The proposal, submitted by an independent taxi driver, would lower the base fare from $3 to $2.75, but raise the per-mile rate from $1.50 to $2.75. But before you freak out about taxi fares nearly doubling — and plenty already have — consider a few facts:

There is significant opposition. Several groups testified earlier today that a rate hike would be rash at this point, including trade groups representing hotel and restaurant owners, the Downtown Business Improvement District and the D.C. Chamber of Commerce. A rider group, D.C. Residents for Reasonable Taxi Fares, also raised objections. Multiple witnesses asked for a more scientific study of taxi rates than the largely anecdotal petition before proceeding with a hike, and virtually all said they hoped any hike would be accompanied by service improvements — for instance, mandatory credit card readers.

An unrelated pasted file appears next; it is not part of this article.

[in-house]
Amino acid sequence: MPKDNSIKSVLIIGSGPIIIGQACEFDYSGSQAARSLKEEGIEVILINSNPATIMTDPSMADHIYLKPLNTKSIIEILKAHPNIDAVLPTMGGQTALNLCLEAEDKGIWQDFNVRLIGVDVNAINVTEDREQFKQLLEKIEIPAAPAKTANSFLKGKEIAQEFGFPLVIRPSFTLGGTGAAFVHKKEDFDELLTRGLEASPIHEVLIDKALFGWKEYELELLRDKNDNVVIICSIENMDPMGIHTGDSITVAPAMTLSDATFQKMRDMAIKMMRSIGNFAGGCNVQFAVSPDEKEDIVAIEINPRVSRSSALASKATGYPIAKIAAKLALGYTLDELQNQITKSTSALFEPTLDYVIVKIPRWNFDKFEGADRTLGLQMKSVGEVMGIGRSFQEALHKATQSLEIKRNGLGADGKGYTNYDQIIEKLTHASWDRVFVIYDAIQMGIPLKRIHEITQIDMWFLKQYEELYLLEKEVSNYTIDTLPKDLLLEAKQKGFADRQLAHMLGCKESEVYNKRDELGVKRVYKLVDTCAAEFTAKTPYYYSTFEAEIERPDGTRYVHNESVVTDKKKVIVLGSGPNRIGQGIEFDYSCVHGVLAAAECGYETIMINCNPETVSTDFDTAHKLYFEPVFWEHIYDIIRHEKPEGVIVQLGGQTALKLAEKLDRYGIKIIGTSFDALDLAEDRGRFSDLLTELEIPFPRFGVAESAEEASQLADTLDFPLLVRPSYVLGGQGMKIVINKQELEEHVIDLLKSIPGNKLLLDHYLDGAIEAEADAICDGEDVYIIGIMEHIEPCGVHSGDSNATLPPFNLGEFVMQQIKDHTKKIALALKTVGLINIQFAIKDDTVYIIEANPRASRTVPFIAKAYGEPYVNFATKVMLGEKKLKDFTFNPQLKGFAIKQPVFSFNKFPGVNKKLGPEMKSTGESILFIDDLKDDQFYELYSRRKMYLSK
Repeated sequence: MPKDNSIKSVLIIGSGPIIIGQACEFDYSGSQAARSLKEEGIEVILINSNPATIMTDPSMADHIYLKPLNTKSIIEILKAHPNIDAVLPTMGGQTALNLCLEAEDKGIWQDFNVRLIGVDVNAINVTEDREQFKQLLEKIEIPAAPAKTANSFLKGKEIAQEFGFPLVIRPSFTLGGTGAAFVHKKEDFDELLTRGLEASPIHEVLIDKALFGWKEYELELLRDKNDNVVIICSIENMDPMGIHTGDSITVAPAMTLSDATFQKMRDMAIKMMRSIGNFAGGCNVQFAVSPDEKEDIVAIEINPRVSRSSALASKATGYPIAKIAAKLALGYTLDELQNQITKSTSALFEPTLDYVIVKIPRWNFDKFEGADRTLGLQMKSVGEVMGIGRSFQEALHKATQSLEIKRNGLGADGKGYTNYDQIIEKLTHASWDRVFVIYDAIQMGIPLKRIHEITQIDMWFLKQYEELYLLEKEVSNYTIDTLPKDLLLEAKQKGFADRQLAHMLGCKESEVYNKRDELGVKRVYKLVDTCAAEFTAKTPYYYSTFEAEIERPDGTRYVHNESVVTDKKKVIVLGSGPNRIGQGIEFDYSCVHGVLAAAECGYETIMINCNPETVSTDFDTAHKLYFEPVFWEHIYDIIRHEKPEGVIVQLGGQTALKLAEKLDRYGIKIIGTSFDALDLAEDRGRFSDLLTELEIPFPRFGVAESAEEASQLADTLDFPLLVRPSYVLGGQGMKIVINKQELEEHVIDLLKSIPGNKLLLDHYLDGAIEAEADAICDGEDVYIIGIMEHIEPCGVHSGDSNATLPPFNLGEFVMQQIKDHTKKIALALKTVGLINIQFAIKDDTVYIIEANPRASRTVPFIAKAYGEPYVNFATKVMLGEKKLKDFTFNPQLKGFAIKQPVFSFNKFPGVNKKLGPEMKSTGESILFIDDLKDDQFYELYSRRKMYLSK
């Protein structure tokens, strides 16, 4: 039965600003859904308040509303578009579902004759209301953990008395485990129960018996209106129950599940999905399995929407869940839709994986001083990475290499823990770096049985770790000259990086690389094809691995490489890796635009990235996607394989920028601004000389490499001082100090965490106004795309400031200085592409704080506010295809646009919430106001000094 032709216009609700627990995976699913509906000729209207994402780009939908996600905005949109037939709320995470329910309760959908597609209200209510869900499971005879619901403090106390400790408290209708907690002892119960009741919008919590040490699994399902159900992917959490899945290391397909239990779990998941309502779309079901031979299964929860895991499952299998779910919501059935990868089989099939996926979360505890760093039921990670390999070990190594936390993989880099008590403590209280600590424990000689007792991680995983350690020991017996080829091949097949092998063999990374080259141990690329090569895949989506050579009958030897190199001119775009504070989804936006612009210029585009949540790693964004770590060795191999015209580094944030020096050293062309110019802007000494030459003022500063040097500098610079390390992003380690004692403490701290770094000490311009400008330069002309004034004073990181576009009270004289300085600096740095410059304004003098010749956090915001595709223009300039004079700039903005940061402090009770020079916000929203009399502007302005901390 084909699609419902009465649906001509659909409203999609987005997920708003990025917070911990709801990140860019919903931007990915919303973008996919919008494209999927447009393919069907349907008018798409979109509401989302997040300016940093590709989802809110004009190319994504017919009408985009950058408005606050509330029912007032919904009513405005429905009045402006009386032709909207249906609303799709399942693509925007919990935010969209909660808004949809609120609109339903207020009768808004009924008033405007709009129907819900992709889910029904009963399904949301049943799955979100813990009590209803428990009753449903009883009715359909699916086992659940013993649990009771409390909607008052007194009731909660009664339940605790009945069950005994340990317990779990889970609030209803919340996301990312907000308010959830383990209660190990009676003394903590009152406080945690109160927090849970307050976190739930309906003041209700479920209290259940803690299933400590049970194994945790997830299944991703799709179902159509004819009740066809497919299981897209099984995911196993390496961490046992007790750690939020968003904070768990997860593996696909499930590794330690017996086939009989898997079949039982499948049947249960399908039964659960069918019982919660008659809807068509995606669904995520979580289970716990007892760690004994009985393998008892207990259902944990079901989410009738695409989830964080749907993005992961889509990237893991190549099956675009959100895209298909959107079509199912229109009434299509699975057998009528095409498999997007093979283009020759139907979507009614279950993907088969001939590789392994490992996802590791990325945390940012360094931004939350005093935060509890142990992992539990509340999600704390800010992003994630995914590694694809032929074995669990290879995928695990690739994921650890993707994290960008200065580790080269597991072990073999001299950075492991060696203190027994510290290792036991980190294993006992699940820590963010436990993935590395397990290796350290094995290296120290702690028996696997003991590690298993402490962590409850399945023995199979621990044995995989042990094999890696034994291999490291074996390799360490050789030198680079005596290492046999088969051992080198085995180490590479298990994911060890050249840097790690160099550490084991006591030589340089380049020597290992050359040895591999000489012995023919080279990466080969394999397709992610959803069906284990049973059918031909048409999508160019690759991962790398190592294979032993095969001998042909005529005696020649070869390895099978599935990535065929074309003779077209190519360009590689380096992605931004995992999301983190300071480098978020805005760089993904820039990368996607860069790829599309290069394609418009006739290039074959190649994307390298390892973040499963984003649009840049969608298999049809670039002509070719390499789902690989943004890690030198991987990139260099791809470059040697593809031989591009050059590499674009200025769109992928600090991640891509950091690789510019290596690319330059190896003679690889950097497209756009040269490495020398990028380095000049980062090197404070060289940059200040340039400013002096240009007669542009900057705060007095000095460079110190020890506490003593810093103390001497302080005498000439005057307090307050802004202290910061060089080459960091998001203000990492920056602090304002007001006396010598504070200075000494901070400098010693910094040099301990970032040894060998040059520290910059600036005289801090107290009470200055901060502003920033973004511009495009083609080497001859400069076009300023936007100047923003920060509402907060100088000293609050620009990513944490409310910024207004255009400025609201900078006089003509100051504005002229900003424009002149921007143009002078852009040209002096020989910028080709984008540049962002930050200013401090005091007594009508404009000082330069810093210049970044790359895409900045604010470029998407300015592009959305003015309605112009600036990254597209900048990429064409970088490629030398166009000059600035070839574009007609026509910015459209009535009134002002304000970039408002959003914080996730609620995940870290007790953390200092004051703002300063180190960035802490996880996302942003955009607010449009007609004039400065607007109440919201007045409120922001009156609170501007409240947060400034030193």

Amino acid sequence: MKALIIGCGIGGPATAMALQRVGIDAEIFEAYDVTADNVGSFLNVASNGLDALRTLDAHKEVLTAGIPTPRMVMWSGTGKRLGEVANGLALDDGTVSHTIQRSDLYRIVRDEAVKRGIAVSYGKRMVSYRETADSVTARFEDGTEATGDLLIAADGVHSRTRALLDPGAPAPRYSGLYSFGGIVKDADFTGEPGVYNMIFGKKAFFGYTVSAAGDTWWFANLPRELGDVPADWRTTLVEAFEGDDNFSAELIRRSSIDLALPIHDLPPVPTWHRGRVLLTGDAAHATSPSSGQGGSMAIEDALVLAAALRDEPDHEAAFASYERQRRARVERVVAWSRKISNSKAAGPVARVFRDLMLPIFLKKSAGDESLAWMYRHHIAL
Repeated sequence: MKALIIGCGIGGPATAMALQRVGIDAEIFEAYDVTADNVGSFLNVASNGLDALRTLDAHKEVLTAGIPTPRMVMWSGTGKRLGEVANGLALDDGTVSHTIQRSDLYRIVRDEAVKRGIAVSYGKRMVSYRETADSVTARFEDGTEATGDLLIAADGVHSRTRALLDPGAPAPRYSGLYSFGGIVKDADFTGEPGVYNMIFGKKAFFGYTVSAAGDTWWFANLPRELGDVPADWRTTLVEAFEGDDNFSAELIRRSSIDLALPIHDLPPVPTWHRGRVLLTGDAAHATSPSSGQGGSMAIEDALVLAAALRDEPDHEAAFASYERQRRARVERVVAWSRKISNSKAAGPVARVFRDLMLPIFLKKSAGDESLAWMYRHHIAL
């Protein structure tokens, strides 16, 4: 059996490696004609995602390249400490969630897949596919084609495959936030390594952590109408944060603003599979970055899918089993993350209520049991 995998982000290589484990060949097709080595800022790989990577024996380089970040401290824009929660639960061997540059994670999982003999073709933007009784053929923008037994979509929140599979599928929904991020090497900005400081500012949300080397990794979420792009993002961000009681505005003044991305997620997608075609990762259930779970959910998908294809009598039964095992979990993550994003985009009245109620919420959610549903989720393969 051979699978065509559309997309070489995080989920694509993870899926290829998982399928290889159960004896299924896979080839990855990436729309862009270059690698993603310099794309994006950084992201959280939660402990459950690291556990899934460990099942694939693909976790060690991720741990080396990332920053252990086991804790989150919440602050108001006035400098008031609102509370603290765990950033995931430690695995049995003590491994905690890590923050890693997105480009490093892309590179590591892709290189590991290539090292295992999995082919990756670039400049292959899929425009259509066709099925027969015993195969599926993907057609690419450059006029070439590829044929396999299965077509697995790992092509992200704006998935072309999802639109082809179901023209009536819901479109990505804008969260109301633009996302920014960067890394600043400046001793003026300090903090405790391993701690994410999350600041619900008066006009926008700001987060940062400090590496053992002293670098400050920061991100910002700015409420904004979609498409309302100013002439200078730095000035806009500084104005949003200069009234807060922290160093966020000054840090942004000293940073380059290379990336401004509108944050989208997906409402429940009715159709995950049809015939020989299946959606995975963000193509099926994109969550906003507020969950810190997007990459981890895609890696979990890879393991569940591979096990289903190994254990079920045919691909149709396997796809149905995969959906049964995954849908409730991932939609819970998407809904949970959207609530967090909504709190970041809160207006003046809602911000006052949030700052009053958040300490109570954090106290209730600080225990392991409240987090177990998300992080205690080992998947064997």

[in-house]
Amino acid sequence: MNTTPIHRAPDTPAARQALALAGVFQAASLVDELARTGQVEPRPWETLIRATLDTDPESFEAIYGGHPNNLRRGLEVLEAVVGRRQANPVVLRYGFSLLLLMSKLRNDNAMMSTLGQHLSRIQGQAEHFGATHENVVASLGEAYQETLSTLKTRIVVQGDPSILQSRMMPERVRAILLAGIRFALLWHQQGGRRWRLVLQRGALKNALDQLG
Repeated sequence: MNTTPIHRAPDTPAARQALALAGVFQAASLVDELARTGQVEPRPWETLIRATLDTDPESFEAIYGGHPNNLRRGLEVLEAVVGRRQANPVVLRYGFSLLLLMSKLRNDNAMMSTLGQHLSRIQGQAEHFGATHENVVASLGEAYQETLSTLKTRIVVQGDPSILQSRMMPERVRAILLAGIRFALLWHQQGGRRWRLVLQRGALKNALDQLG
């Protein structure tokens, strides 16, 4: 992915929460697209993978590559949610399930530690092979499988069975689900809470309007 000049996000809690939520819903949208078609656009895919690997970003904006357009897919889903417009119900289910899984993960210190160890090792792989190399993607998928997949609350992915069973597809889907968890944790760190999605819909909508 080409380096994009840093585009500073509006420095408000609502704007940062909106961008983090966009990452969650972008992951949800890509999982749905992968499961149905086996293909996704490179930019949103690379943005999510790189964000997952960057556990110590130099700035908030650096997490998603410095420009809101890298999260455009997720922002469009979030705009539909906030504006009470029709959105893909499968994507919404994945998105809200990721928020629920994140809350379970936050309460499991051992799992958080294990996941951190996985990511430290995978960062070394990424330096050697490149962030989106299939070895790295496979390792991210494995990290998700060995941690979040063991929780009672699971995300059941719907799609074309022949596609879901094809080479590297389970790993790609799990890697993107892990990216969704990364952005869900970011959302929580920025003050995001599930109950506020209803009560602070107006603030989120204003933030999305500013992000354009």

D.C. taxi fares are relatively low. A recent Washington Post survey found that the city’s base taxi rates were among the lowest of major U.S. cities. That said, there is no shortage of cabs or drivers — or people wanting to become drivers — suggesting the current fares offer a reasonable living. Also, the proposed hike does not, in fact, represent a near-doubling of fares, as it would eliminate the current fuel and additional-passenger surcharges. Shorter trips would see only modest increases.

This is not a done deal. The Taxicab Commission has set a Dec. 13 meeting of its rates and rules panel to possibly move forward with the proposal. Chairman Ron Linton has repeatedly indicated to me and others that he is sympathetic to drivers’ pleas of poverty and that he anticipates some kind of rate hike. But he’s also spoken consistently of tying service improvements — credit cards, hybrid cabs, et al. — to any action on fares. (Such is the case right now in Arlington.)